Computer Hackers, Computer Crackers and Computer Security

How do computer hackers get into your company's computer systems? What can you do about it? What's the government doing about it?

By now almost anyone who’s watched a sporting event on television the past year has seen those IBM “e-business” ads. In one, an executive traveling overseas is awakened with the call “We’ve been hacked!” As he groggily tries to comprehend what’s happened, his company’s caller abruptly hangs up, leaving him to drown his confusion in cappuccino. In another, two Generation Xers hack into a firm’s personnel files, and e-mail every executive the payroll amounts for their fellow execs. Hackers strike again!

First, let’s get some terms straight: Non-techies use the term “hacker” to describe “any computer over-enthusiast, or a criminal who hacks in — gains unauthorized access — to computer systems to steal or destroy data,” according to’s Web 101 glossary. A “cracker” is what programmers call illegal-entry criminals, since not all hacking is criminal in intent or result. While often worn as a badge of reverse honor, the term “hacker” also refers to an amateur or self-trained programmer, and depending on the context can be either a compliment or insult.

Hackers are generally kids out for a joyride on the Internet, while a cracker “is somebody who has mental problems, who’s probably been locked in a room with a computer for way too long,” says Doug Goddard, president of The Client Server Factory [] says. “Hacking is more for a ‘gotcha,’ done for the thrill and challenge while crackers are people who are trying to destroy something.” Hackers often end up going legit, setting up thriving security consultancies and catching their old hacker pals. Crackers often end up building one-room cabins in Montana near power and telephone lines.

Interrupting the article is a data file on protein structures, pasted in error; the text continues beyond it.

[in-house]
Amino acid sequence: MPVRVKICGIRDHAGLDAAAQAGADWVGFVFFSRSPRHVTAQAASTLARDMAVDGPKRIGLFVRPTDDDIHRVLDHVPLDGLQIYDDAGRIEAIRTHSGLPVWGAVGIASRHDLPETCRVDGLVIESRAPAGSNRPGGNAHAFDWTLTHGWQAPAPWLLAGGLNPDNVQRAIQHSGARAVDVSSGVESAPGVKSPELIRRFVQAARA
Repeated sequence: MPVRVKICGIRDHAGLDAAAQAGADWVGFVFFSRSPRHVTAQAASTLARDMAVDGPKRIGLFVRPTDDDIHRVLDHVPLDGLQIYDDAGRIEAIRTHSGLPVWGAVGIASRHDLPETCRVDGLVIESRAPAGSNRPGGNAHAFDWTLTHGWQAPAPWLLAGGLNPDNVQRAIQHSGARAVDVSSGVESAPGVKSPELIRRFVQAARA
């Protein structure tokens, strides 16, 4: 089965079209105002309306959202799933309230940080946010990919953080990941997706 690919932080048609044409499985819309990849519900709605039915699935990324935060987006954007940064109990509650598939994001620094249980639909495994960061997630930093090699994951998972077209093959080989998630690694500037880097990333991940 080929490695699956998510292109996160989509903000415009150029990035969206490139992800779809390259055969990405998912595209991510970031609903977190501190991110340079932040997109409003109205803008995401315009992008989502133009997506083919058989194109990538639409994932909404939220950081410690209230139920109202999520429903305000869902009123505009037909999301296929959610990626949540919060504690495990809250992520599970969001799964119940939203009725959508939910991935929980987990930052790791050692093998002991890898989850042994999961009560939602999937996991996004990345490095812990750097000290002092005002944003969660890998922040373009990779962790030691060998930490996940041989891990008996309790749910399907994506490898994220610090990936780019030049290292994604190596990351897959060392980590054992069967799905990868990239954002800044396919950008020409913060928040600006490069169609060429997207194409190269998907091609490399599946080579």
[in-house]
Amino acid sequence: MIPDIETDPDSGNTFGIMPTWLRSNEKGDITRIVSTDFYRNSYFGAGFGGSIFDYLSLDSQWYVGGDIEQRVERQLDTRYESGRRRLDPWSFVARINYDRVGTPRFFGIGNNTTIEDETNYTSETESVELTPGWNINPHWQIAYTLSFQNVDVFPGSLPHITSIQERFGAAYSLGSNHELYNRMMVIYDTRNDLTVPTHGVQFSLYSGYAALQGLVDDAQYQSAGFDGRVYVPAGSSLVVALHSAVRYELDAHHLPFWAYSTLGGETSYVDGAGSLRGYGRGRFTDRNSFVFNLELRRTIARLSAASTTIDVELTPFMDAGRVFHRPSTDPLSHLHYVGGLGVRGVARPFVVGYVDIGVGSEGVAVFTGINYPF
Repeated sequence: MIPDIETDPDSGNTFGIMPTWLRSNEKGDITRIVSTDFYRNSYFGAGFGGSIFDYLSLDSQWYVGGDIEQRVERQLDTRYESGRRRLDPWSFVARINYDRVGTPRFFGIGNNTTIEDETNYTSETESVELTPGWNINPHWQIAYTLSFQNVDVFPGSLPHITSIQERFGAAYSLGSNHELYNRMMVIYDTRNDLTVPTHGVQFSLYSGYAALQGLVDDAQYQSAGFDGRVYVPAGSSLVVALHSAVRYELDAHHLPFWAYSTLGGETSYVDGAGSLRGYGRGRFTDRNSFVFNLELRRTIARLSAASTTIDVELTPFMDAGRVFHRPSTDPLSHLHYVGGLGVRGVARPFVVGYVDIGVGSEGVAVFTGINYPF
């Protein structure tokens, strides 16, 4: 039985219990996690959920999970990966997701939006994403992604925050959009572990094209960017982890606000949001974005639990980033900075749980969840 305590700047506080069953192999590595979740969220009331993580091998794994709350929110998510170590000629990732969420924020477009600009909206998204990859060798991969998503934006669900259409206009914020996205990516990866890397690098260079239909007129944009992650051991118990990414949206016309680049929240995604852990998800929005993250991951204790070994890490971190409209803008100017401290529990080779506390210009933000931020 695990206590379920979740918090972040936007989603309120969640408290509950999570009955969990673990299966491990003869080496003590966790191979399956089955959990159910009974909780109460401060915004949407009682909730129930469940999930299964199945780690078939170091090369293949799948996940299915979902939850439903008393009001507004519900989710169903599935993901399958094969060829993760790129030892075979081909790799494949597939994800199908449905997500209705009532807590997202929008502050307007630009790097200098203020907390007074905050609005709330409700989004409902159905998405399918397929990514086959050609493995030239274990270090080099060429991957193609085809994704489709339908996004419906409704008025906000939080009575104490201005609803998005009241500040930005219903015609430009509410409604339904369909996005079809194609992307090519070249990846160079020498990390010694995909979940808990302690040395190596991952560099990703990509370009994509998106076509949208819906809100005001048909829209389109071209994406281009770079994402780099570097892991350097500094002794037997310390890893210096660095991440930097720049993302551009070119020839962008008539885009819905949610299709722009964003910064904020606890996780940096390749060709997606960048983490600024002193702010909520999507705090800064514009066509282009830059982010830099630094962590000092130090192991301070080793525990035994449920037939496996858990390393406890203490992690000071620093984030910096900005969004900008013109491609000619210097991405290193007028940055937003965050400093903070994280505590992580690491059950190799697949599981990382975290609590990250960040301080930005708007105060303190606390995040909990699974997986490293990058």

Generally, Goddard says, “I think it’s good those guys are around, there’s a lot of innovation that comes out of that. For one thing, computer security is greatly enhanced.”

As a matter of fact, some of the more celebrated hacks are purely mischievous pranks. In October 1996, President Clinton signed the Economic Espionage Act, which made prosecution of computer crimes easier, spurred at least in part by hacking in August and September that covered the Justice Department’s site with swastikas and pornographic pictures, and replaced the Central Intelligence Agency’s Web site files with spoofs.

Yet it’s getting much more serious. As far back as 1996, hacking was costing businesses $800 million a year, according to investigators of the Senate’s Permanent Investigations Subcommittee. Few security breaches are reported, since to admit one’s security had been compromised would scare off potential customers. The subcommittee’s study also concluded that nearly half of all break-ins are committed by internal users.

A more recent survey published by WarRoom Research polled executives from more than 200 companies about their experiences with electronic intrusions and rip-offs. It found that more than half of the respondents had had “at least one” outside attempt in the past year to gain access to their company’s secure computing system. A quarter of the victims reported “more than a dozen” attempts — and over half reported the attempts had been successful. Reliable current estimates of the damage to business are impossible to come by, since the majority of execs in the survey said they wouldn’t report any hacking damage anyway.

The number one goal of malicious hacking is industrial espionage, the WarRoom survey concluded, with theft of funds, passwords and data also reported. According to a CNET story on the report, “more than half the respondents calculated the cost of the intrusions at over $50,000 in either actual losses or costs accrued implementing tighter security measures. More than 30 of those surveyed admitted to costs in excess of $1 million.”

Types of Hacking Attacks

Internet security vendors Velocet Security list the major types of hacking attacks: